If you have the right to do something, you shouldn’t need to provide the government with a “good and substantial reason” to exercise that right. You shouldn’t need to plead with bureaucrats to publish the book of your choice, marry the consenting spouse of your choice, or pursue the career of your choice.
Similarly, U.S. District Judge Benson E. Legg reasoned, if you live in Maryland you shouldn’t need to give bureaucrats there a “good and substantial reason” to exercise your right of self-defense by carrying the handgun of your choice.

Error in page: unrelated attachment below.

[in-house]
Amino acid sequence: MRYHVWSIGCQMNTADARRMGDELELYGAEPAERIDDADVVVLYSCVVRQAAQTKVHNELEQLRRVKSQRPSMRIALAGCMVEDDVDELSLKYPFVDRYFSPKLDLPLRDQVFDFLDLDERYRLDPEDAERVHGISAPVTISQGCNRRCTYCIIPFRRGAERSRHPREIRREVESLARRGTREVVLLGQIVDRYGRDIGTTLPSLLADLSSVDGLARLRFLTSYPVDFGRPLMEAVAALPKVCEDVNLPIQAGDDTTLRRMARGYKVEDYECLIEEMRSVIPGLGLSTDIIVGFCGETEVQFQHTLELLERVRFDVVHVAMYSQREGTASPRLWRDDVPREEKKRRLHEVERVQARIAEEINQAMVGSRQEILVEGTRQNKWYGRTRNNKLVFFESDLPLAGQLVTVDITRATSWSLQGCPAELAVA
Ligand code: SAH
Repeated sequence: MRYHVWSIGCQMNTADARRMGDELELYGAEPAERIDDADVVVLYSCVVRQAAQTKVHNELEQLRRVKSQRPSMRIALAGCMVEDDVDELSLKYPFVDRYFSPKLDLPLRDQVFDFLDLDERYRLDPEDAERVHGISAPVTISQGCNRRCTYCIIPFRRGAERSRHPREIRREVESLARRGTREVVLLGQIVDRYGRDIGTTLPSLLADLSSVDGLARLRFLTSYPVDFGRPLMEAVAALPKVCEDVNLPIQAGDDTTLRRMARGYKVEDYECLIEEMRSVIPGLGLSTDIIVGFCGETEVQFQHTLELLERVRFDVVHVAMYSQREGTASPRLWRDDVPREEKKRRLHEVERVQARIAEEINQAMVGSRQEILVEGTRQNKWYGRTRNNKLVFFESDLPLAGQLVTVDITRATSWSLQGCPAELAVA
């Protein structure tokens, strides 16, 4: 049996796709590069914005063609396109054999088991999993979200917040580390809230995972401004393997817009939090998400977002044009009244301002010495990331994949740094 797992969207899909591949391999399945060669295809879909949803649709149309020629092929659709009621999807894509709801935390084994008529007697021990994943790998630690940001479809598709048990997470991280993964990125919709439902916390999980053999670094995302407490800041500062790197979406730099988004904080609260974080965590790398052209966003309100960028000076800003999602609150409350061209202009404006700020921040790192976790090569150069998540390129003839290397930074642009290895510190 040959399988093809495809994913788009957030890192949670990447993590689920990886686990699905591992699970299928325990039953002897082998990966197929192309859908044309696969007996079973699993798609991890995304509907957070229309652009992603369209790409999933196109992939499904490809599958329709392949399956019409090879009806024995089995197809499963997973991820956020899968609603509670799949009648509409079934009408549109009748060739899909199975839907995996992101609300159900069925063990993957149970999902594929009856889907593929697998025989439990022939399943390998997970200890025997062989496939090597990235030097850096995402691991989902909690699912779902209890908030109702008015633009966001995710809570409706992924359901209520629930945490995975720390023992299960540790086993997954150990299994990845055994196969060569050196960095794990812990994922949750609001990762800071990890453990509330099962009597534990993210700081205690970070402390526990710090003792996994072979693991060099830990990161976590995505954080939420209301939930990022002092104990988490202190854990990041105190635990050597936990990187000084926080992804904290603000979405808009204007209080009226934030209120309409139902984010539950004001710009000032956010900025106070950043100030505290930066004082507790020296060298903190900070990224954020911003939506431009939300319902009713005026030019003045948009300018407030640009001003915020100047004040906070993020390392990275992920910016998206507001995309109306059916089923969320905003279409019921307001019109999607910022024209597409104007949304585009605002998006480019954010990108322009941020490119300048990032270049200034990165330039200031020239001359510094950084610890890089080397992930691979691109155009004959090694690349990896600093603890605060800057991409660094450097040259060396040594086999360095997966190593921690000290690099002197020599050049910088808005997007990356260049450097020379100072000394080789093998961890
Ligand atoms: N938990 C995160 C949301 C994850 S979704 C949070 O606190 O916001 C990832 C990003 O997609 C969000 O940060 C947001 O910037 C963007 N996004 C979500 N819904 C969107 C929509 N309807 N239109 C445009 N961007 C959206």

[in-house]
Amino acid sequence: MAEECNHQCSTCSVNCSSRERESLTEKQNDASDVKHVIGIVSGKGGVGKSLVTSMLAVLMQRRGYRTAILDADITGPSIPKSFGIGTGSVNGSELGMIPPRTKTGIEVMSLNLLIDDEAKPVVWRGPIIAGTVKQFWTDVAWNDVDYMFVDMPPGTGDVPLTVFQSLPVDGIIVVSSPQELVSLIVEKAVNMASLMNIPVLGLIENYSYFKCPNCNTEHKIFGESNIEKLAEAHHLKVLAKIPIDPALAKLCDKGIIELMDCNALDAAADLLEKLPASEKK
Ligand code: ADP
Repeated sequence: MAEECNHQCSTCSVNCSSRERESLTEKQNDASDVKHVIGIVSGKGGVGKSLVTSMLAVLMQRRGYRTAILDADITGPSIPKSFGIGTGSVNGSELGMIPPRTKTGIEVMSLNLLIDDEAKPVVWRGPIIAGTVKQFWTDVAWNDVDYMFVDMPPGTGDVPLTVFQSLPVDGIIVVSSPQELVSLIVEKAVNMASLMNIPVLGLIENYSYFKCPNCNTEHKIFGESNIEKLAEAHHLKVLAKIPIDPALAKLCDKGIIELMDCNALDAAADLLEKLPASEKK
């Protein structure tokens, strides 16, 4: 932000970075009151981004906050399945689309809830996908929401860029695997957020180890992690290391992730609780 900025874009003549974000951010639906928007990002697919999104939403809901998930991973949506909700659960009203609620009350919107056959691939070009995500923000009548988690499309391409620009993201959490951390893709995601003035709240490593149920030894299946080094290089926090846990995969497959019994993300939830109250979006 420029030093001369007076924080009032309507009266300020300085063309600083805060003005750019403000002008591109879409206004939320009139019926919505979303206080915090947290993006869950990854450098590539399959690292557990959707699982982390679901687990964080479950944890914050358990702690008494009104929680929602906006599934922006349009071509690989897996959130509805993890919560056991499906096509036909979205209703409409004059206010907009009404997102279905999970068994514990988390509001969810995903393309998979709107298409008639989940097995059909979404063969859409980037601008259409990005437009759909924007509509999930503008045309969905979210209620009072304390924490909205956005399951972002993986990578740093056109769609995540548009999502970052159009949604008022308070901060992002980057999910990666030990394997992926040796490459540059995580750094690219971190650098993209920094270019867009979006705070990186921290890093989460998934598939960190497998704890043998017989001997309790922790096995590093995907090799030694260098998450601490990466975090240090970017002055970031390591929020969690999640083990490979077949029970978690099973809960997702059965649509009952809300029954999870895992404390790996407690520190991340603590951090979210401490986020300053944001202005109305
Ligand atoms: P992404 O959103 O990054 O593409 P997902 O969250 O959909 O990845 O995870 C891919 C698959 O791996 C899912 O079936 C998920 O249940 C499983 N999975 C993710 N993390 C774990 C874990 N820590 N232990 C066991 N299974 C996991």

As The Baltimore Sun reports, Legg threw out the portion of a Maryland gun-permit law that restricts residents’ ability to carry a handgun outside the home if bureaucrats don’t think they have a good enough reason to do so.
As Legg confirmed, a person ought not have to offer bureaucrats a “good and substantial reason” to exercise his rights. Instead, Legg pointed out, “The right’s existence is all the reason he needs.”
America needs more judges like Legg.
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- Ayn Rand’s Theory of Rights: The Moral Foundation of a Free Society
- Capitalist Solutions: A Philosophy of American Moral Dilemmas by Andrew Bernstein
- Justice Holmes and the Empty Constitution